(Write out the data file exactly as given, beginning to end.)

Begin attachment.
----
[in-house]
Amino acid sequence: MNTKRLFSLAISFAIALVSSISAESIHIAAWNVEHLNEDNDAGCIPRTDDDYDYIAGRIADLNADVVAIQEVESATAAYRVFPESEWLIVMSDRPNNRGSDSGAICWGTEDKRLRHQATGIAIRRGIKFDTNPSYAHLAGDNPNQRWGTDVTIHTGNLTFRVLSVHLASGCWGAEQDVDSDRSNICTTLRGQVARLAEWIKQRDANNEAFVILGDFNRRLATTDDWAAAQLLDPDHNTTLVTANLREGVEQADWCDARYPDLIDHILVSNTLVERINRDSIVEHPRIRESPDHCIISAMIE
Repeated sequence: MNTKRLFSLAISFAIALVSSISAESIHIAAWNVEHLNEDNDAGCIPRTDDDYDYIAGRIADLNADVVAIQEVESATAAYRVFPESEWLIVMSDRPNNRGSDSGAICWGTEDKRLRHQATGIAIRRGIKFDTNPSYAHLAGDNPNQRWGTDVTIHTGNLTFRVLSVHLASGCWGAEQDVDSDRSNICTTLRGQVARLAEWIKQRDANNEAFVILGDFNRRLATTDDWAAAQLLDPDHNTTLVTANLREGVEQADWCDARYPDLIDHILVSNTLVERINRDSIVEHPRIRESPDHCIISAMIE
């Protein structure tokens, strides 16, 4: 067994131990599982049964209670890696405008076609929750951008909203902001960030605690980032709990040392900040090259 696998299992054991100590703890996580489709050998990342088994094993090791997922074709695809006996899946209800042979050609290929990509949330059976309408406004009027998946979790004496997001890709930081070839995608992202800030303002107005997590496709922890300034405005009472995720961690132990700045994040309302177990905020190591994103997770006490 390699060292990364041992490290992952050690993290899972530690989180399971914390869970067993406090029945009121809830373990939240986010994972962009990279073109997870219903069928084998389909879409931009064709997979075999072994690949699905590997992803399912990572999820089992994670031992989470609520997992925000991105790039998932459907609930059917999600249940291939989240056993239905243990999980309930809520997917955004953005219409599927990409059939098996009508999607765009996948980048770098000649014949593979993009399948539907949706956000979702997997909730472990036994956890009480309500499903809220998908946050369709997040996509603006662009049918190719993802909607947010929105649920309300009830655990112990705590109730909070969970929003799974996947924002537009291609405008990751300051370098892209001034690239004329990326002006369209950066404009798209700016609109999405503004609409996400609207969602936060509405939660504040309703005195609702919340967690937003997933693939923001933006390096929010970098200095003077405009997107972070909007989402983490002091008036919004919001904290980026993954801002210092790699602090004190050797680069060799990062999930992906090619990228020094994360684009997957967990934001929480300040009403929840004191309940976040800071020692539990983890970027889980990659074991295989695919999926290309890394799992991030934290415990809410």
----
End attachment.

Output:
[in-house]
Amino acid sequence: MNTKRLFSLAISFAIALVSSISAESIHIAAWNVEHLNEDNDAGCIPRTDDDYDYIAGRIADLNADVVAIQEVESATAAYRVFPESEWLIVMSDRPNNRGSDSGAICWGTEDKRLRHQATGIAIRRGIKFDTNPSYAHLAGDNPNQRWGTDVTIHTGNLTFRVLSVHLASGCWGAEQDVDSDRSNICTTLRGQVARLAEWIKQRDANNEAFVILGDFNRRLATTDDWAAAQLLDPDHNTTLVTANLREGVEQADWCDARYPDLIDHILVSNTLVERINRDSIVEHPRIRESPDHCIISAMIE
Repeated sequence: MNTKRLFSLAISFAIALVSSISAESIHIAAWNVEHLNEDNDAGCIPRTDDDYDYIAGRIADLNADVVAIQEVESATAAYRVFPESEWLIVMSDRPNNRGSDSGAICWGTEDKRLRHQATGIAIRRGIKFDTNPSYAHLAGDNPNQRWGTDVTIHTGNLTFRVLSVHLASGCWGAEQDVDSDRSNICTTLRGQVARLAEWIKQRDANNEAFVILGDFNRRLATTDDWAAAQLLDPDHNTTLVTANLREGVEQADWCDARYPDLIDHILVSNTLVERINRDSIVEHPRIRESPDHCIISAMIE
């Protein structure tokens, strides 16, 4: 067994131990599982049964209670890696405008076609929750951008909203902001960030605690980032709990040392900040090259 696998299992054991100590703890996580489709050998990342088994094993090791997922074709695809006996899946209800042979050609290929990509949330059976309408406004009027998946979790004496997001890709930081070839995608992202800030303002107005997590496709922890300034405005009472995720961690132990700045994040309302177990905020190591994103997770006490 390699060292990364041992490290992952050690993290899972530690989180399971914390869970067993406090029945009121809830373990939240986010994972962009990279073109997870219903069928084998389909879409931009064709997979075999072994690949699905590997992803399912990572999820089992994670031992989470609520997992925000991105790039998932459907609930059917999600249940291939989240056993239905243990999980309930809520997917955004953005219409599927990409059939098996009508999607765009996948980048770098000649014949593979993009399948539907949706956000979702997997909730472990036994956890009480309500499903809220998908946050369709997040996509603006662009049918190719993802909607947010929105649920309300009830655990112990705590109730909070969970929003799974996947924002537009291609405008990751300051370098892209001034690239004329990326002006369209950066404009798209700016609109999405503004609409996400609207969602936060509405939660504040309703005195609702919340967690937003997933693939923001933006390096929010970098200095003077405009997107972070909007989402983490002091008036919004919001904290980026993954801002210092790699602090004190050797680069060799990062999930992906090619990228020094994360684009997957967990934001929480300040009403929840004191309940976040800071020692539990983890970027889980990659074991295989695919999926290309890394799992991030934290415990809410």